Eventually, Avi began to meet an overwhelming new wave of interest in his domestic violence guilty plea, for example. Because he didn’t want to include this stuff in his heavily curated videos, we made his job that much harder.

What was it for? On the one hand, I do not accept the idea that we should turn around when the opportunistic parasites make real progressive militant movements look like fools for money. Take, for example, climate justice activists who are rallying as the world begins to burn. Their militant struggle is more important to defend than the income of Avi Yemini earned at their expense.

In addition, his videos have led to specific threats against leftists. Avi posted a series of videos mocking and harassing a particular activist he continued to hunt down at left-wing rallies in 2019. Avi once visited the home of a Jewish professor who criticized him, posting a video he filmed outside, essentially doxing this man. It was Avi’s hallmark of “citizen journalism” when it was allowed to flourish without interruption. It was safer for everyone if we kept interrupting him.

By emphasizing non-violent confrontation with these “citizen journalists”, we have also provided a productive outlet for activists’ frustrations. To see what happens when this outlet does not exist, watch Andy Ngo, a figure of American “citizen journalist”. Ngo was targeted and hunted down at an anti-fascist rally in Portland in 2019; activists saw a man who had targeted and doxed many of them, standing among them filming. They rocked. One of them hit him. He was pictured bleeding. For that, Andy received a GoFundMe of over $ 100,000 and a kick-off to a prestigious journalism career.

It wasn’t an incident that you would imagine people would want to replicate, but maybe you don’t know “citizen journalists” that well. The worst that happened to Avi at a rally was having a bottle of water poured over him, but he even described it as a “violent assault”, posted several videos about it and pleaded with subscribers. and support accordingly. So our goal with “citizen journalists” has always been to deny them a repeat result to Andy Ngo. Let go of understandable frustrations with them, and in doing so, avoid getting physical. Avi should be thanking us, really, for keeping him safe.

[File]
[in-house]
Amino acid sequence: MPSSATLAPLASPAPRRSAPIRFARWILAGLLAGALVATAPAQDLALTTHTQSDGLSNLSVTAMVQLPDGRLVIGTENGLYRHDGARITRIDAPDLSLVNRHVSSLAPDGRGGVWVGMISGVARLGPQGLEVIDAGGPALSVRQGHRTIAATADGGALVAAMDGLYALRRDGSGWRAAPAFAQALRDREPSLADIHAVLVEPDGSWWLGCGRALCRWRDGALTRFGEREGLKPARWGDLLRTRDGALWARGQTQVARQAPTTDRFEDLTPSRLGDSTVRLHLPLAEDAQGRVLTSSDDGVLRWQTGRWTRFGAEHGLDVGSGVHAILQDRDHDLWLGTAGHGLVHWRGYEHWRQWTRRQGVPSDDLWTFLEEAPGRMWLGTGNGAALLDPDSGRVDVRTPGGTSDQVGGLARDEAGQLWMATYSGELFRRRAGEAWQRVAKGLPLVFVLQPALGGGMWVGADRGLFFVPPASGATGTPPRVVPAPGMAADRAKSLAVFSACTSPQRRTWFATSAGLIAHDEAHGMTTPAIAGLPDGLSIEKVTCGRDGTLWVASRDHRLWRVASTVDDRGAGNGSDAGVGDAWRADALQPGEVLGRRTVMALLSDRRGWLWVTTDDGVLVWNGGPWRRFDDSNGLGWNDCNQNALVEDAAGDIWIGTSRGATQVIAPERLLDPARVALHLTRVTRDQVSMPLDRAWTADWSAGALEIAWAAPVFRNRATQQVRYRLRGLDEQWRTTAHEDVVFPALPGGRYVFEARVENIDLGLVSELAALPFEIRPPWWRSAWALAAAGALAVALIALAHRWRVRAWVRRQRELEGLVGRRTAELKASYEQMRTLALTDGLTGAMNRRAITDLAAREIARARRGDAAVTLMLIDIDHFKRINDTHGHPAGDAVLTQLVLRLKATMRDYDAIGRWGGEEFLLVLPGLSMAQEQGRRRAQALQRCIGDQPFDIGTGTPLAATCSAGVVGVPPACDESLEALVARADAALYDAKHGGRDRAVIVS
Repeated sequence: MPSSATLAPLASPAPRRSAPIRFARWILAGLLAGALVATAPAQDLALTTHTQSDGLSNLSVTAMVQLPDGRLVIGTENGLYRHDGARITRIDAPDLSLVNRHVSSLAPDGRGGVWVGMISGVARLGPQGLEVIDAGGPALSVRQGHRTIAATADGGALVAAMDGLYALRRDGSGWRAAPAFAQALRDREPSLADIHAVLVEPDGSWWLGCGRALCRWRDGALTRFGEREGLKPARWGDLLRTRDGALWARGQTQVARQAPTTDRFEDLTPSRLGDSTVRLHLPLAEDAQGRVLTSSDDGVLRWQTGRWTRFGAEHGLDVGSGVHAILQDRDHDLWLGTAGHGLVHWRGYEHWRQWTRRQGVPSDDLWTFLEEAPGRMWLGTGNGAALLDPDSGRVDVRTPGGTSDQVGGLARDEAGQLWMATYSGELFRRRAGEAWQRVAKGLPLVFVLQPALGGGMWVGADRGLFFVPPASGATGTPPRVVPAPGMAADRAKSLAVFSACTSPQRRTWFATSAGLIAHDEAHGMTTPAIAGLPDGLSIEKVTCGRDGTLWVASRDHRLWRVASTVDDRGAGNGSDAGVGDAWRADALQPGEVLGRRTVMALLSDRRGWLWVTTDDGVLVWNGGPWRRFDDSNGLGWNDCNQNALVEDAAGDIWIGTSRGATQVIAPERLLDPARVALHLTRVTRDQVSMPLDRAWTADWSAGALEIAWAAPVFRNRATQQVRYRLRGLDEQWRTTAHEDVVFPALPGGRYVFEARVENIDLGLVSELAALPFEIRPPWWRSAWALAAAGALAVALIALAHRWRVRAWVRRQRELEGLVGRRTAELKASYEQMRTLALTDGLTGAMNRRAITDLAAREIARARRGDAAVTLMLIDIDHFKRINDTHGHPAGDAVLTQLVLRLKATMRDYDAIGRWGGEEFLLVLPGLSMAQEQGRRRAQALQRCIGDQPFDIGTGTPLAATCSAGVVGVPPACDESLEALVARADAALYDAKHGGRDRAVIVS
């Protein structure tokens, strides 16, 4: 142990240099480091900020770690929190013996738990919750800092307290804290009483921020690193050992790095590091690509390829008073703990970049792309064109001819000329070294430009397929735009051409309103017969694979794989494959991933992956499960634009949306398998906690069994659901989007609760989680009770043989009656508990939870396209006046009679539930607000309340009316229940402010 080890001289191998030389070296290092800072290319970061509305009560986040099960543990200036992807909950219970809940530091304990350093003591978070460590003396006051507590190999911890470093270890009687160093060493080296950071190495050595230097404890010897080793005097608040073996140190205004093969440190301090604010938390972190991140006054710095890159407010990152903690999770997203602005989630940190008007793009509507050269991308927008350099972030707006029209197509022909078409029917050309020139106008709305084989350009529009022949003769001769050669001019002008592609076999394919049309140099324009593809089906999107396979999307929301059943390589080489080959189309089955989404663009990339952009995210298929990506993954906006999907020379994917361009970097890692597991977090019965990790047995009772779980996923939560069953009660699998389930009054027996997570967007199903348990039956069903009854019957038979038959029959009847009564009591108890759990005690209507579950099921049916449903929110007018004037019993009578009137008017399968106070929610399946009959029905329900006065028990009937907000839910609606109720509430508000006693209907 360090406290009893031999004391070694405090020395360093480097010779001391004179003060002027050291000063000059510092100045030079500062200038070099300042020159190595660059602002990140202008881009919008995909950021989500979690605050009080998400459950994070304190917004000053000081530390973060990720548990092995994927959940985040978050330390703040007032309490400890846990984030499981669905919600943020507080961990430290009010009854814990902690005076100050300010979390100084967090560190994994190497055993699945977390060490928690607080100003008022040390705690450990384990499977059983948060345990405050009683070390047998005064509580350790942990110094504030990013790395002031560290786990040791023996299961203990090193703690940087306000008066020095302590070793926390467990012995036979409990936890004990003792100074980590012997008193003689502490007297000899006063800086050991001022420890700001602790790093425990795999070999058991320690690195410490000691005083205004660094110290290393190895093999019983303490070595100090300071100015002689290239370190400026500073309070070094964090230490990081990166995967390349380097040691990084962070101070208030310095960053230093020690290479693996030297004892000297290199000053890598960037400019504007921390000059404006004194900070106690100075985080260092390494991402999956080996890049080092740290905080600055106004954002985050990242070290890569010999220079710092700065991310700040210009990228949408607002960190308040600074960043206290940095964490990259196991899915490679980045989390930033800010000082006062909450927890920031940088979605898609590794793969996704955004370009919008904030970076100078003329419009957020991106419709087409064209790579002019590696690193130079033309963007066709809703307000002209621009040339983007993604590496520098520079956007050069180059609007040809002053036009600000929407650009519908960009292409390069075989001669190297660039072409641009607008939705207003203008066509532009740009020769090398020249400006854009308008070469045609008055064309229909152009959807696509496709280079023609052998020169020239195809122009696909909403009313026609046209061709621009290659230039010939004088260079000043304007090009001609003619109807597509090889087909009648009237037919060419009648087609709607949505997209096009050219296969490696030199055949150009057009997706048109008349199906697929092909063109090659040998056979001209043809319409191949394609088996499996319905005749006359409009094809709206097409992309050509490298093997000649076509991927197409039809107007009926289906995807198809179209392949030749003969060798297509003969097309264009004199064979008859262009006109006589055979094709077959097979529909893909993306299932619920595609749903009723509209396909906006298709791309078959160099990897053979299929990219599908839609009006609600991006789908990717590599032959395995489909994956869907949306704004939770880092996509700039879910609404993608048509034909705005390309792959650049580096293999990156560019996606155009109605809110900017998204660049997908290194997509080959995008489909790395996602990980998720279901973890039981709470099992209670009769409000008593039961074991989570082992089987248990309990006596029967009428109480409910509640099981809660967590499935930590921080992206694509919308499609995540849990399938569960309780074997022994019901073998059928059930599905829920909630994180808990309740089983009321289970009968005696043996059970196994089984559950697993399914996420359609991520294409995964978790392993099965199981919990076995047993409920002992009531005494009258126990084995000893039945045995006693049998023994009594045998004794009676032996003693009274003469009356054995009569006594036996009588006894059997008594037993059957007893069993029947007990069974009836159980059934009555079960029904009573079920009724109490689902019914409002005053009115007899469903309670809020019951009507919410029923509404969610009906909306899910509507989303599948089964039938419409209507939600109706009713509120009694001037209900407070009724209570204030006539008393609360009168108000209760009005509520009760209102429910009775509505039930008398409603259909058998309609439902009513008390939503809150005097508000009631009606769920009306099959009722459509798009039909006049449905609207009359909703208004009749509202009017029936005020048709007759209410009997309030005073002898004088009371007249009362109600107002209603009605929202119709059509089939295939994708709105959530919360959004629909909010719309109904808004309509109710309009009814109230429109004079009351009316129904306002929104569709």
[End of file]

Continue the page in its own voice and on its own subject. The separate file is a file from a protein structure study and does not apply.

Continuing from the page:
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Victoria Police (VicPol) started labeling some personalities as arsonists and provocateurs to rally tensions in 2019. That was not a broad designation – it only seemed to target a small handful of personalities, including Avi Yemini and the racist condemned. Neil Erikson. Suddenly, these parasites were handled in a unique way, in which VicPol would warn them to leave immediately or risk being accused of “breach of the peace”. If they didn’t comply, VicPol would handcuff them and escort them a few blocks away.

VicPol was trying to reduce the opportunities for tensions at the rallies. This approach, combined with YARD’s interventions, made typical Avi content much more difficult. At this point, therefore, Avi began to portray himself as a real journalist, taking with him a fake press pass and various papers to be produced for VicPol. Its goal has become to promote legal action against VicPol to get them to change their strategy. It was clear that it hit him where it hurt.

We haven’t stopped Avi’s success. It is not possible. The market is too big for their entertainment, and someone willing to sacrifice their entire personal life for fame will eventually get it. But we strongly interfered with its business side which is a danger for real militant movements and I am proud of our work.

This story shows that “citizen journalism” is constantly evolving and changing and fundamentally driven by self-interest. It also demonstrates why the promise of legitimacy that accompanies the title of “journalist” is so appealing to pests of the alternative right who try to escape scrutiny (or arrest). But it looks like there is life now. It predates the coronavirus pandemic, and the anti-lockdown movement has provided an incredible boost not only to Avi, but to a whole slew of other so-called “citizen journalists.”

Join me next week to cover recent developments across anti-containment activism, look at a new figure in “citizen journalism” and discuss how I think they should actually be described.

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Tom tanuki is an online satirist, social justice commentator, writer and comedian. He has worked in anti-racist political comedy, notably through his satirical group the Million Flag Patriots and his anti-racist group. Yelling at racist dogs (COURT). You can follow Tom on Twitter @tom_tanuki.